When fathers are involved with their children, a strong base of research shows that there are considerable benefits to the health and well-being of children, mothers and even the fathers themselves. The issue of engaging fathers has been the focal point for federal efforts like the Responsible Fatherhood Grants and the National Responsible Fatherhood Clearinghouse.
But in the effort to emphasize the importance of paternal parenting, young fathers and those who are involved with the child welfare system have often been neglected, according to the Center for the Study of Social Policy (CSSP). In a new report, the needs and barriers facing young fathers are identified, especially those who are transitioning to adulthood after time spent in the foster-care system.
Designed to create opportunities for the greater involvement of young fathers into their children’s lives, “Changing Systems & Practices to Improve the Lives of Young Fathers, Their Children and Their Families” offers recommendations to child-welfare agencies and jurisdictions to bolster services for young fathers.
The report suggests that child-welfare systems may be well positioned to help young fathers improve parenting skills and strengthen families across multiple generations. In the past, the role of fathers has been overlooked by some child-welfare agencies. But by identifying and involving fathers early on, social workers can increase opportunities for safety, permanency and well-being for children and families.
In addition to a series of recommendations aimed at child-welfare providers and agencies, the CSSP report also highlights state and local programs that support young fathers. As part of its focus on the experiences of young fathers, CSSP created a video that highlights the voices of three young fathers involved in New York City’s child welfare system.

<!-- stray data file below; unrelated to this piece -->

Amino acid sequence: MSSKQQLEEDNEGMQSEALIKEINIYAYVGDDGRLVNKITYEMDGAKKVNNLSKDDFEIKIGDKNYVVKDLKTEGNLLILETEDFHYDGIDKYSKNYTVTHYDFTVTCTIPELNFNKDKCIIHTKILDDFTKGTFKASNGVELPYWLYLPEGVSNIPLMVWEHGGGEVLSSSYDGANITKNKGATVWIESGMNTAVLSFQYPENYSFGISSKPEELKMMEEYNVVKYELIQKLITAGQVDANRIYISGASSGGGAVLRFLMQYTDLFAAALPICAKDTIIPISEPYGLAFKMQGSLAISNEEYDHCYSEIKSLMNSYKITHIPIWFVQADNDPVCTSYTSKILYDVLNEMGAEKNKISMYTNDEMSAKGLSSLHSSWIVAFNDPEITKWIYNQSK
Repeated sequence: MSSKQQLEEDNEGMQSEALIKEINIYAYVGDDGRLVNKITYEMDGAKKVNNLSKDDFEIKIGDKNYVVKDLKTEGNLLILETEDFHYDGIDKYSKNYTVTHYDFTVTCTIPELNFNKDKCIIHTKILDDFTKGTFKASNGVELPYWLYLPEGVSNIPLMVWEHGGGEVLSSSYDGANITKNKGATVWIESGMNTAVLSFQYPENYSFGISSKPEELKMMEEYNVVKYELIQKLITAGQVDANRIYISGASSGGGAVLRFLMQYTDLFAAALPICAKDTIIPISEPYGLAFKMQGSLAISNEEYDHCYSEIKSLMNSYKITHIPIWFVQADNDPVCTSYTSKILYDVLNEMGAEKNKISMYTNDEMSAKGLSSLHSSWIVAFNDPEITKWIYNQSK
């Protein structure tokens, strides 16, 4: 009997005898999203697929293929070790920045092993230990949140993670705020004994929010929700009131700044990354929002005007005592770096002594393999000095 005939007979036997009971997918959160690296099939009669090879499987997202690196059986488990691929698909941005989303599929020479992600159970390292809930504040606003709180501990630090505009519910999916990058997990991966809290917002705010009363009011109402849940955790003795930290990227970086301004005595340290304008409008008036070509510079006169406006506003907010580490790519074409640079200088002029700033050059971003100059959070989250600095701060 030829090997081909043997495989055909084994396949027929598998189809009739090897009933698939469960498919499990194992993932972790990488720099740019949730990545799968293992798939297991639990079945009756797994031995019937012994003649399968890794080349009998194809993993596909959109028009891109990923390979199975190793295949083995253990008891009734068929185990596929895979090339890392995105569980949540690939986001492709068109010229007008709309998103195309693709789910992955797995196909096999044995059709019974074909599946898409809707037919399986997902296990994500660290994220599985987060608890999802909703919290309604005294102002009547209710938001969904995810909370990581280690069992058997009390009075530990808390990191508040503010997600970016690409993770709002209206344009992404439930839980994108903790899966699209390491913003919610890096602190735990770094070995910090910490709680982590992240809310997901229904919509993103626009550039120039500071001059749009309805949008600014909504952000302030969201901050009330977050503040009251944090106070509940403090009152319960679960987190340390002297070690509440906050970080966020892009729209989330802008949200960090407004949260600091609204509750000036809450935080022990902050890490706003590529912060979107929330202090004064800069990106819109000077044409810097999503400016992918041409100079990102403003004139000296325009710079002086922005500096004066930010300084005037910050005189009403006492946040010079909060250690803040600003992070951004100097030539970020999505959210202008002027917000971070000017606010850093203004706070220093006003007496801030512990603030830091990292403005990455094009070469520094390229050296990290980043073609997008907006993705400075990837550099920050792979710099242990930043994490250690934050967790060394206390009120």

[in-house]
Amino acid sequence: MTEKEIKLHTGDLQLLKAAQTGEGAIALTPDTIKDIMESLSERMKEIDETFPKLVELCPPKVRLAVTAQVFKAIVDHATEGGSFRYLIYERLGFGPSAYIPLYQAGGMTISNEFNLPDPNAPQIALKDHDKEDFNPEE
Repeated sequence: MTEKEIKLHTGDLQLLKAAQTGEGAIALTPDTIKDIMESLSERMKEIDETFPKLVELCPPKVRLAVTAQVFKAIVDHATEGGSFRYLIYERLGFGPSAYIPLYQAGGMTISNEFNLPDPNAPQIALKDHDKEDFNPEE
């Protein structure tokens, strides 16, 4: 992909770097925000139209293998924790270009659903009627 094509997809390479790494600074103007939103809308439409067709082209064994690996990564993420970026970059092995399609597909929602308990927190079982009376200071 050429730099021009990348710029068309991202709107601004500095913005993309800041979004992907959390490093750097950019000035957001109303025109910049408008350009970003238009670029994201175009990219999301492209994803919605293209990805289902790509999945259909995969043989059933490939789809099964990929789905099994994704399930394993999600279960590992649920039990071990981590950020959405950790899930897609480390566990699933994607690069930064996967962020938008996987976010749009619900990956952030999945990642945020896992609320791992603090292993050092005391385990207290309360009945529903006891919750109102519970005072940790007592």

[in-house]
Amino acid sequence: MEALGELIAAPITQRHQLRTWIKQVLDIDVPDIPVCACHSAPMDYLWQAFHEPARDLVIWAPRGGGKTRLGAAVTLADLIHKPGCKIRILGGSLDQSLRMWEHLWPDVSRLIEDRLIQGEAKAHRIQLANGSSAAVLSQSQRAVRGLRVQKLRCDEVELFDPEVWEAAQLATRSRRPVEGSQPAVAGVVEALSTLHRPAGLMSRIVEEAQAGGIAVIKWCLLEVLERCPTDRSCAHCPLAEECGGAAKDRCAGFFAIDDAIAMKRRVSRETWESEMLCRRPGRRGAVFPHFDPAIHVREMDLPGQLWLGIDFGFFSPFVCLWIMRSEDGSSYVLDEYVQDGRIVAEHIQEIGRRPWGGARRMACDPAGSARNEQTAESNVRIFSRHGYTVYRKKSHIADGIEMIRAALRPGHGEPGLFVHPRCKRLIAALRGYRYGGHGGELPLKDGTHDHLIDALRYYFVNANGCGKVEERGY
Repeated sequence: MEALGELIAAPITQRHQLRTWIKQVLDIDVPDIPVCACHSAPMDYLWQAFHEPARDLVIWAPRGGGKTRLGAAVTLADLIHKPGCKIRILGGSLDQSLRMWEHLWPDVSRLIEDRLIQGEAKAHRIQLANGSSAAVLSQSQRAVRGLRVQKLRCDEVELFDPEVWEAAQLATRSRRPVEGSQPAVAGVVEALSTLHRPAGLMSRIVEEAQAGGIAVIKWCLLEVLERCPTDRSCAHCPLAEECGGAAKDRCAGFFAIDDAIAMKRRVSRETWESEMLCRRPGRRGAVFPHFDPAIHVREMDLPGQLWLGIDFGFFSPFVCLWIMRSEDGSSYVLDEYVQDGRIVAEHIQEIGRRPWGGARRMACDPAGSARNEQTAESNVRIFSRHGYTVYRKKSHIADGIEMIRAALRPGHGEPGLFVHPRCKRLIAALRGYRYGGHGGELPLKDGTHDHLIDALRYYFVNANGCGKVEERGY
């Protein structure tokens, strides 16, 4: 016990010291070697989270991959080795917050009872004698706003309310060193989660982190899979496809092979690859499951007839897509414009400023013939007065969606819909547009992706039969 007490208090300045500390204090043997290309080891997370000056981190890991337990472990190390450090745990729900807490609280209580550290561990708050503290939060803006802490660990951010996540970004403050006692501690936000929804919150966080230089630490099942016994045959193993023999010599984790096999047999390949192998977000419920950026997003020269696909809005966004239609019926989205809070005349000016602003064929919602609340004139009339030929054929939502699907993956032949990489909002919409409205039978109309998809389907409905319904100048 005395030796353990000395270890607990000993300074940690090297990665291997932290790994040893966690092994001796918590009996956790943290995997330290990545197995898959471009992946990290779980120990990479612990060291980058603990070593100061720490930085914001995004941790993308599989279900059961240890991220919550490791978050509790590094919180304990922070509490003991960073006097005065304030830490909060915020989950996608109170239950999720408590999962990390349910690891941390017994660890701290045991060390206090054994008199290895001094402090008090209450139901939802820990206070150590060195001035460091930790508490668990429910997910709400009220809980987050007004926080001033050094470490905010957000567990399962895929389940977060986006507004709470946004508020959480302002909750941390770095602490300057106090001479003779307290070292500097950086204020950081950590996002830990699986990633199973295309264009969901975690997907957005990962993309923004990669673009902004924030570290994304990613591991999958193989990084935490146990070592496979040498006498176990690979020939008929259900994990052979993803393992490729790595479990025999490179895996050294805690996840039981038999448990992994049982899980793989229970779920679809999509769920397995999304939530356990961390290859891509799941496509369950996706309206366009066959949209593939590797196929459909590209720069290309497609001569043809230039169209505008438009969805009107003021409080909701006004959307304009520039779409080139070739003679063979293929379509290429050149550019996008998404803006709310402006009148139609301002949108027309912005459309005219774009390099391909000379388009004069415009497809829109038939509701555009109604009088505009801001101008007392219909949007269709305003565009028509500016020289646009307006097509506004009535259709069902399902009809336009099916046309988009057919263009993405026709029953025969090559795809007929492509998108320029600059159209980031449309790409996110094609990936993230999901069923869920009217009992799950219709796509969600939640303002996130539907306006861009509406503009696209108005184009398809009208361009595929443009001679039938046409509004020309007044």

According to the report, the following recommendations can improve how child-welfare systems work with fathers:
- Revise agency forms and materials and adjust physical spaces to promote father-friendliness and inclusion.
- Require the identification of young fathers as early as possible during pregnancy using all available resources for identification.
- Require the exploration of coparenting with young fathers and provide referrals for coparenting supports where appropriate and safe to do so.
- Ensure access to equitable services for young fathers that are developmentally and trauma-informed.
- Require that when young fathers are identified as undocumented, caseworkers develop a strategy and work with immigration attorneys to obtain legal recognition of parenthood and legal status and incorporate it within case plans and transition services.
- Require the engagement and involvement of incarcerated young fathers in case planning, including the facilitation of meaningful contact or visits with their children.
- Ensure that the relationship between young offending fathers and their children is supported and maintained unless it is not safe for the child and mother.
- Establish performance benchmarks for engaging and serving young expectant and parenting fathers and create systems of accountability.
- Systematically collect, analyze and use data on expectant and parenting young fathers and their unique needs.
To read the full report, click here.